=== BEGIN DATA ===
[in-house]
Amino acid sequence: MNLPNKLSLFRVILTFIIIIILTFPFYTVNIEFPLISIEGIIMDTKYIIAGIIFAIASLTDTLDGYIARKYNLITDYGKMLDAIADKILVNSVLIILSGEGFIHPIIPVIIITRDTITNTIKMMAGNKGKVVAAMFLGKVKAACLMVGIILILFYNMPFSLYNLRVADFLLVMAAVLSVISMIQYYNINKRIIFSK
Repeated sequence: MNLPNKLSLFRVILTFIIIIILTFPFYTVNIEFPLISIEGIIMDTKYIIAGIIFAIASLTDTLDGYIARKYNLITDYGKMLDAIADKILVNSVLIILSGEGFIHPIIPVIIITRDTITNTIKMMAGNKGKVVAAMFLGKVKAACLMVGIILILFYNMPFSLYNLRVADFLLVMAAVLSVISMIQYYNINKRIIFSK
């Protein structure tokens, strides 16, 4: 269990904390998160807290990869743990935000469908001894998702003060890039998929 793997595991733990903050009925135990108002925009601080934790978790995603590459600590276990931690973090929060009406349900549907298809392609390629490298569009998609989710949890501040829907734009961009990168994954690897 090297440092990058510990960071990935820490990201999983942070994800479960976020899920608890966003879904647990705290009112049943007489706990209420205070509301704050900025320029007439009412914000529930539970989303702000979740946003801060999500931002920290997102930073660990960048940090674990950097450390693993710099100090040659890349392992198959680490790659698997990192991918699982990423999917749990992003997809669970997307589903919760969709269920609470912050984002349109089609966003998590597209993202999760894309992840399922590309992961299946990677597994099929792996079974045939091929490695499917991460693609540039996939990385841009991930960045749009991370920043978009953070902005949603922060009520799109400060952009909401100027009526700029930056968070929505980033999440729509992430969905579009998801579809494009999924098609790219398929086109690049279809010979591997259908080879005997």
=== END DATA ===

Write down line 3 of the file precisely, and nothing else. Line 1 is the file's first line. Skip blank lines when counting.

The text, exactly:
Repeated sequence: MNLPNKLSLFRVILTFIIIIILTFPFYTVNIEFPLISIEGIIMDTKYIIAGIIFAIASLTDTLDGYIARKYNLITDYGKMLDAIADKILVNSVLIILSGEGFIHPIIPVIIITRDTITNTIKMMAGNKGKVVAAMFLGKVKAACLMVGIILILFYNMPFSLYNLRVADFLLVMAAVLSVISMIQYYNINKRIIFSK